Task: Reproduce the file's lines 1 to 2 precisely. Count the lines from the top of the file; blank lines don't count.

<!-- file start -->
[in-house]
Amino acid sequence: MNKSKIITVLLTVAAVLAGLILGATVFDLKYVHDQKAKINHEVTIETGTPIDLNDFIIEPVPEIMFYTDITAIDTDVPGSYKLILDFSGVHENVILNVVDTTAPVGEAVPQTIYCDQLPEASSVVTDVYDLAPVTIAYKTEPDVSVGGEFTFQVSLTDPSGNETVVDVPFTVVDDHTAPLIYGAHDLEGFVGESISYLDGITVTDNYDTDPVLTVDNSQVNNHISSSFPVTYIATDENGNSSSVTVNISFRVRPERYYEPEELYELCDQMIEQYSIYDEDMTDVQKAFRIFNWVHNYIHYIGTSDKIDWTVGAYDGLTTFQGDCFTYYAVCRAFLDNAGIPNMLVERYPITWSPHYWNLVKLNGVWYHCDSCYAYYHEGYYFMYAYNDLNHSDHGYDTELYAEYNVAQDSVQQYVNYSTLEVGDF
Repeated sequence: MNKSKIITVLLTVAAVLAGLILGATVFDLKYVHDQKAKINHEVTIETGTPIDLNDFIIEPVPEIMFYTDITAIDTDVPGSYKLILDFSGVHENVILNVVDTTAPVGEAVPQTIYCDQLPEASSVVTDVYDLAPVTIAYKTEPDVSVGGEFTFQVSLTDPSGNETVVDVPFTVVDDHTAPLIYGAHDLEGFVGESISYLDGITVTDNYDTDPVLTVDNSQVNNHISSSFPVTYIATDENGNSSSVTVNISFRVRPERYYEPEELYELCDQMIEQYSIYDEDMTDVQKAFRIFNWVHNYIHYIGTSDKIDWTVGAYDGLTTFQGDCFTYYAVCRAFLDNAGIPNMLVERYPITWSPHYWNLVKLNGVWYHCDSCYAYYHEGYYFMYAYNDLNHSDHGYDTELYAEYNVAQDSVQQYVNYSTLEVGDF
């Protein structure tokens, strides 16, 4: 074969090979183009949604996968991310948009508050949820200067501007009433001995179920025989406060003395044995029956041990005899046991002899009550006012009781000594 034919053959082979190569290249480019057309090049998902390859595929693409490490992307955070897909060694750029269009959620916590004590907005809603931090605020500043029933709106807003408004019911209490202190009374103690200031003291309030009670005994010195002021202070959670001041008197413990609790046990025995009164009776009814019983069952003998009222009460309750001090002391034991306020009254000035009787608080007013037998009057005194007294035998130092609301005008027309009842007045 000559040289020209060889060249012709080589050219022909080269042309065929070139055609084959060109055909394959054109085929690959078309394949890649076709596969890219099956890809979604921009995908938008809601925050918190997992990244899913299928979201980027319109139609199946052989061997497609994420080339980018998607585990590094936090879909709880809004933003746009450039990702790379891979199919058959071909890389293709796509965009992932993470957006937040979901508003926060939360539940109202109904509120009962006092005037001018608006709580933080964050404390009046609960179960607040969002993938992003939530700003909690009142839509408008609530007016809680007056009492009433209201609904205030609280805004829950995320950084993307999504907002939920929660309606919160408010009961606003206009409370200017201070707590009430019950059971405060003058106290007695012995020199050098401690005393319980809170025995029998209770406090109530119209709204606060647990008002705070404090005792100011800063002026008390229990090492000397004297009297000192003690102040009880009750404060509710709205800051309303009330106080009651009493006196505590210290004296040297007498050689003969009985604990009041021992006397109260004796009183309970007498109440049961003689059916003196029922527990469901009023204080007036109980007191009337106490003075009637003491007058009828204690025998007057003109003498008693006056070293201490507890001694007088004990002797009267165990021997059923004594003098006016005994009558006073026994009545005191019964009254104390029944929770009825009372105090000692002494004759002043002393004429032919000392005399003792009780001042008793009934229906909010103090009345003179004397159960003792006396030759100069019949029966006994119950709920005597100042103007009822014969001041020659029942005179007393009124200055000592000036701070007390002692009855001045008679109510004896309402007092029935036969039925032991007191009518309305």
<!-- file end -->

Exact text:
[in-house]
Amino acid sequence: MNKSKIITVLLTVAAVLAGLILGATVFDLKYVHDQKAKINHEVTIETGTPIDLNDFIIEPVPEIMFYTDITAIDTDVPGSYKLILDFSGVHENVILNVVDTTAPVGEAVPQTIYCDQLPEASSVVTDVYDLAPVTIAYKTEPDVSVGGEFTFQVSLTDPSGNETVVDVPFTVVDDHTAPLIYGAHDLEGFVGESISYLDGITVTDNYDTDPVLTVDNSQVNNHISSSFPVTYIATDENGNSSSVTVNISFRVRPERYYEPEELYELCDQMIEQYSIYDEDMTDVQKAFRIFNWVHNYIHYIGTSDKIDWTVGAYDGLTTFQGDCFTYYAVCRAFLDNAGIPNMLVERYPITWSPHYWNLVKLNGVWYHCDSCYAYYHEGYYFMYAYNDLNHSDHGYDTELYAEYNVAQDSVQQYVNYSTLEVGDF